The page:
Saturday, 26 January 2019

Mishpatim: Understanding Torah

From the archives of Nishma's Online Library at, we have chosen an article that relates to the week's parsha, both to direct you to this dvar Torah but also for the purposes of initiating some discussion.

This week's parsha is Mishpatim and the topic is mitzvot we understand and mitzvot we don't understand. Most significantly, what we understand may actually change over time. Certain laws which were presented as understandable in the past are now deemed not understandable. And other laws which were described as beyond human comprehension in the past are now seen as making sense. What does this indicate about the human interaction with Torah? We invite you to look at an article on this topic at

P. Mishpatim 1 - "Et Ishti" The Question

Originally published 1/27/11, 9:01 am.
I posted the following in the Leining discussion group:

See Shemot: 21:5 "et ishti."
Rashi - [namely] the shifchah.
Rashi makes perfect sense because, after all,  his regular wife goes out with him...
My query is about the term ISHTI. How is this applicable to a woman who is not his lawfully wedded wife, and is merely given over to produce children for the Adon?
The terminology ISHTI seems a bit strange because she never really belongs to this eved Ivri in the first place.
Any suggestions?


P. Mishpatim 2 - "Et Ishti" The Answer

I received this answer
From Gershon Eliyahu
Giorgies E. Kepipesiom

«For that matter, bonay is equally troublesome, as the children are not legally his sons, they are the adon's property, they have no yichus to the eved ivri, for example, if he later dies leaving no other children alive, these do not exempt his lawful wife from yibbum or chalitza.

My guess: the key word is "ahavti". True, she is not his, and not his wife. But he has fallen in love with this woman and these children. He is using the possessive forms ishti, bonay, in the sense of "I love this woman as if she were my wife, I love these children as if they were my own sons.


I said "this makes sense to me" and I received GEK's permission to share.


Parshas Mishpatim: There Are No "Alternative Facts"

From RRW
We would like to blog Rabbi Eliyahu Safran on the parsha. Hope you enjoy

Baltimore Jewish Life | Parshas Mishpatim: There Are No "Alternative Facts"

Parsha: Mishpatim, "Following the Majority Opinion"

Mishpatim: Following the Majority Opinion

A story about Rabbi Akiva, when the famed second century Talmudic sage was a young scholar...

Rabban Gamliel, the head of Sanhedrin, hosted a gathering of scholars in the town of Jericho. The guests were served dates, and Rabban Gamliel honored Rabbi Akiva with reciting the brachah achronah (final blessing). However, Rabban Gamliel and the other sages disagreed about which blessing should be said after eating dates. The young scholar quickly made the blessing - in accordance with the opinion of the other rabbis.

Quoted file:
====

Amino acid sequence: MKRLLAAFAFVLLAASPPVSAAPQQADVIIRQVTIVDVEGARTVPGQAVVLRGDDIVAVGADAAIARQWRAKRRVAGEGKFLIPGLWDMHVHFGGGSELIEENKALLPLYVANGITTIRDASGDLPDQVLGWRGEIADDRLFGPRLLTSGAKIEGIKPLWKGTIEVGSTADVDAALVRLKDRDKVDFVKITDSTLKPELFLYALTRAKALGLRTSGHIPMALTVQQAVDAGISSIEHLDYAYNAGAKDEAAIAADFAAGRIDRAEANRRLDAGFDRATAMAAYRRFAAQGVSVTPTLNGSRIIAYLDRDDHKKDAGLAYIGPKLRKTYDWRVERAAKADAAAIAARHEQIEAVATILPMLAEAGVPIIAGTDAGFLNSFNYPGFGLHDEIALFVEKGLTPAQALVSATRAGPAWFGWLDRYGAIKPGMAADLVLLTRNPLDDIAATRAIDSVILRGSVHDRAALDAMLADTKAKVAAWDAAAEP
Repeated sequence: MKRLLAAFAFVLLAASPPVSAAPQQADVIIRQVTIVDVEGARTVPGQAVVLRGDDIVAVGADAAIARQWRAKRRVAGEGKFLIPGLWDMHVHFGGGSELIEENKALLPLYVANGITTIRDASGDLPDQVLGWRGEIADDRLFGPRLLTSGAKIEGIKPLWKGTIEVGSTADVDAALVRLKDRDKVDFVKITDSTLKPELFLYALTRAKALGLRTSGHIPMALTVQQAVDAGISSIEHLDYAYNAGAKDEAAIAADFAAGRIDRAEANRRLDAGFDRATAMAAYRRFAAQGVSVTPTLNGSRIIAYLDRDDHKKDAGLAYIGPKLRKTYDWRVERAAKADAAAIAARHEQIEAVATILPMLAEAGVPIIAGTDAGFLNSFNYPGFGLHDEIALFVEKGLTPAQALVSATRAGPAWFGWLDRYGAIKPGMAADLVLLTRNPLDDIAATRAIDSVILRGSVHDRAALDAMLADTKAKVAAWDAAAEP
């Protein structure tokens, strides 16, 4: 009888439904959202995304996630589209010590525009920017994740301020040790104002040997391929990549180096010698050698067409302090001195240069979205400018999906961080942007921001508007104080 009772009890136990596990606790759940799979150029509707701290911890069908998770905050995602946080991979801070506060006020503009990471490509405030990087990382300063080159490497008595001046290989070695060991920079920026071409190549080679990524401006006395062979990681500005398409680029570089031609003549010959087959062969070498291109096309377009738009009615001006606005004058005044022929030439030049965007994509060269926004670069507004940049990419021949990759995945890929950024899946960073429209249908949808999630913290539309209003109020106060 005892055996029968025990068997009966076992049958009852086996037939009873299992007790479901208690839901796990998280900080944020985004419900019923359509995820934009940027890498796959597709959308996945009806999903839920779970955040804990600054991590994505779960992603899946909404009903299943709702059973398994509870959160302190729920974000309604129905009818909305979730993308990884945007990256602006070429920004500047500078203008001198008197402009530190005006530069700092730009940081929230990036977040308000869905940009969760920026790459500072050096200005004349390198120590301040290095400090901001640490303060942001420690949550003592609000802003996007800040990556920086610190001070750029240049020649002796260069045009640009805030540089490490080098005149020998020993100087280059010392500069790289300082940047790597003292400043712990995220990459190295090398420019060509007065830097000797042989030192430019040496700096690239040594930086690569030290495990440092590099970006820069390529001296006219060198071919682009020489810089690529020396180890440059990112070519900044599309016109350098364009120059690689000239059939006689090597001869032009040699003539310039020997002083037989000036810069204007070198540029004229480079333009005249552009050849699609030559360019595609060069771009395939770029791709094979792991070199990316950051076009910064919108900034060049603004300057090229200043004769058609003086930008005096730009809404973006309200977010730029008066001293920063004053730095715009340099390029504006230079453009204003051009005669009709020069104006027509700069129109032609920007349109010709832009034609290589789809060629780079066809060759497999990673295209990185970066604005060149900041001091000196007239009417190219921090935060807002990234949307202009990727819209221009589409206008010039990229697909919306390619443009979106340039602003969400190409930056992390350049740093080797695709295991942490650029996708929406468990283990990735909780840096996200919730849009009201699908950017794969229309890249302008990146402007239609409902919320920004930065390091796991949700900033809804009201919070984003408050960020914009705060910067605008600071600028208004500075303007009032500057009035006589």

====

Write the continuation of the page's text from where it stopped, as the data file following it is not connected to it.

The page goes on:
"Akiva!" exclaimed Rabban Gamliel. "When will you stop butting your head into Halachic disagreements?"
"Our master," Rabbi Akiva replied calmly, "it is true that you and your colleagues disagree in this matter. But did you not teach us that the Law is decided according to the majority opinion?" [Brachot 37a]
In truth, it is hard to understand Rabban Gamliel's criticism. What did he expect Rabbi Akiva to do? Why was he upset?
Two Methods to Resolve Disputes

In order to resolve legal disputes, there are two methods a scholar may use to decide which opinion should be accepted as law.

The first way is to conduct an extensive analysis of the subject to find out the truth. We examine the issue at hand, weighing the reasoning and supporting proofs for each view, until we can determine which opinion is the most logical.
However, if we are unable to objectively decide which opinion is more substantiated, we fall back on the second method. Instead of the truth, we look for consensus. We follow the majority opinion - not because it is more logical or well-reasoned - but out of the simple need to establish a normative position and avoid disagreement and conflict. If we are seeking consensus and peace, then the most widely held opinion is the preferred one.

Rabban Gamliel was critical of Rabbi Akiva because he thought the young scholar had had the audacity to decide which opinion was the correct one. Therefore he castigated him, "When will you stop butting your head into these legal disagreements?" In other words, where did you get the idea that you could use your head - your own powers of logic and reasoning - to decide issues that are beyond your expertise and knowledge?

Rabbi Akiva responded that he hadn't presumptuously tried to decide which opinion is correct. Rather, he had simply applied the second method of resolving a legal dispute: deciding the issue by consensus, according to the majority opinion.

- [adapted from Ein Ayah vol. II, p. 176]



P. Mishpatim - Midrasho vs. P'shuto

See Mishpatim 21:28
Rashi: "Baal Hashor Nakki"

The Halachah is "Midrasho"
P'shuto is something else.
So - as per Rashi - a Halachic translation here would be "al pi midrash, even though it is based upon Midrash Halachah and not upon Midrash Aggadah.  P'shat - while not anti-Halachic - does not [necessarily] imply the Halachot derived here.